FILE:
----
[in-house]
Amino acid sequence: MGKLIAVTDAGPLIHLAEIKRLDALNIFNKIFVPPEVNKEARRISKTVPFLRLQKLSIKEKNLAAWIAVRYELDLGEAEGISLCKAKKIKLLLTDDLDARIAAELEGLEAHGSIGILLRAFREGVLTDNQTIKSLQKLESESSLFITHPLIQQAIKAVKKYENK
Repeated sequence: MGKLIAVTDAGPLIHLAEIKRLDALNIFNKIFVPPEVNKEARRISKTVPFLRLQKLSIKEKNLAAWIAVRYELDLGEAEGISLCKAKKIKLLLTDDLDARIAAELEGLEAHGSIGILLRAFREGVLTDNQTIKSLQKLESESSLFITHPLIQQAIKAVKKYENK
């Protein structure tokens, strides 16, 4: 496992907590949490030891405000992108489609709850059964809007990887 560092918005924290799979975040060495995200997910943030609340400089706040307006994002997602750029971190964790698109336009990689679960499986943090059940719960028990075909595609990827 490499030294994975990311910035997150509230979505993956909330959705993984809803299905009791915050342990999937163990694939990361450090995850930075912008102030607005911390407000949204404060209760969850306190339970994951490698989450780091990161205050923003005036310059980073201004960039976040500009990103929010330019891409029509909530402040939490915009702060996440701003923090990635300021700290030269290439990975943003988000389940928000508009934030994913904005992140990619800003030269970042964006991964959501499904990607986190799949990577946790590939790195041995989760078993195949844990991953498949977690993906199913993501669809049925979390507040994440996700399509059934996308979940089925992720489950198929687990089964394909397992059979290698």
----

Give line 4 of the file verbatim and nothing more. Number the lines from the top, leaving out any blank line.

């Protein structure tokens, strides 16, 4: 496992907590949490030891405000992108489609709850059964809007990887 560092918005924290799979975040060495995200997910943030609340400089706040307006994002997602750029971190964790698109336009990689679960499986943090059940719960028990075909595609990827 490499030294994975990311910035997150509230979505993956909330959705993984809803299905009791915050342990999937163990694939990361450090995850930075912008102030607005911390407000949204404060209760969850306190339970994951490698989450780091990161205050923003005036310059980073201004960039976040500009990103929010330019891409029509909530402040939490915009702060996440701003923090990635300021700290030269290439990975943003988000389940928000508009934030994913904005992140990619800003030269970042964006991964959501499904990607986190799949990577946790590939790195041995989760078993195949844990991953498949977690993906199913993501669809049925979390507040994440996700399509059934996308979940089925992720489950198929687990089964394909397992059979290698």